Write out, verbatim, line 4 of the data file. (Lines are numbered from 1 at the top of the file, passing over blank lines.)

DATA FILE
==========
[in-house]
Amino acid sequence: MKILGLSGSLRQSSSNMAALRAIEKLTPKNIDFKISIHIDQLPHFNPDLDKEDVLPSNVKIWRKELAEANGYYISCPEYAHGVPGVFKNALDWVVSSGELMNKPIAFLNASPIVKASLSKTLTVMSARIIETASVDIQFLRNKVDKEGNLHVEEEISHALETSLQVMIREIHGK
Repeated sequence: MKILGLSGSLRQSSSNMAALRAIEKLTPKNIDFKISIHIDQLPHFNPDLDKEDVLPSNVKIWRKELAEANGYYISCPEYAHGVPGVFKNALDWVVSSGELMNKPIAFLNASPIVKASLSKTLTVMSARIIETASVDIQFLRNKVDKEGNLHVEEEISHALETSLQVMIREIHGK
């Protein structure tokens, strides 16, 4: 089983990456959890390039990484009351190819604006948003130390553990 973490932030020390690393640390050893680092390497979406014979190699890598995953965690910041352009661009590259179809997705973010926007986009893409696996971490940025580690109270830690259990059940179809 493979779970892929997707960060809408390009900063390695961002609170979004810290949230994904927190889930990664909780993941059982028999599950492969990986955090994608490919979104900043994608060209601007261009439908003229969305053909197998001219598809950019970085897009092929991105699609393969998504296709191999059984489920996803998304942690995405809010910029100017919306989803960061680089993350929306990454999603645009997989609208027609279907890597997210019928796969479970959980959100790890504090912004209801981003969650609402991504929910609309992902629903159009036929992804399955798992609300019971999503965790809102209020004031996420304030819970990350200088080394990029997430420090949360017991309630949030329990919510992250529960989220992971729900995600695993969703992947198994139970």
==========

């Protein structure tokens, strides 16, 4: 089983990456959890390039990484009351190819604006948003130390553990 973490932030020390690393640390050893680092390497979406014979190699890598995953965690910041352009661009590259179809997705973010926007986009893409696996971490940025580690109270830690259990059940179809 493979779970892929997707960060809408390009900063390695961002609170979004810290949230994904927190889930990664909780993941059982028999599950492969990986955090994608490919979104900043994608060209601007261009439908003229969305053909197998001219598809950019970085897009092929991105699609393969998504296709191999059984489920996803998304942690995405809010910029100017919306989803960061680089993350929306990454999603645009997989609208027609279907890597997210019928796969479970959980959100790890504090912004209801981003969650609402991504929910609309992902629903159009036929992804399955798992609300019971999503965790809102209020004031996420304030819970990350200088080394990029997430420090949360017991309630949030329990919510992250529960989220992971729900995600695993969703992947198994139970």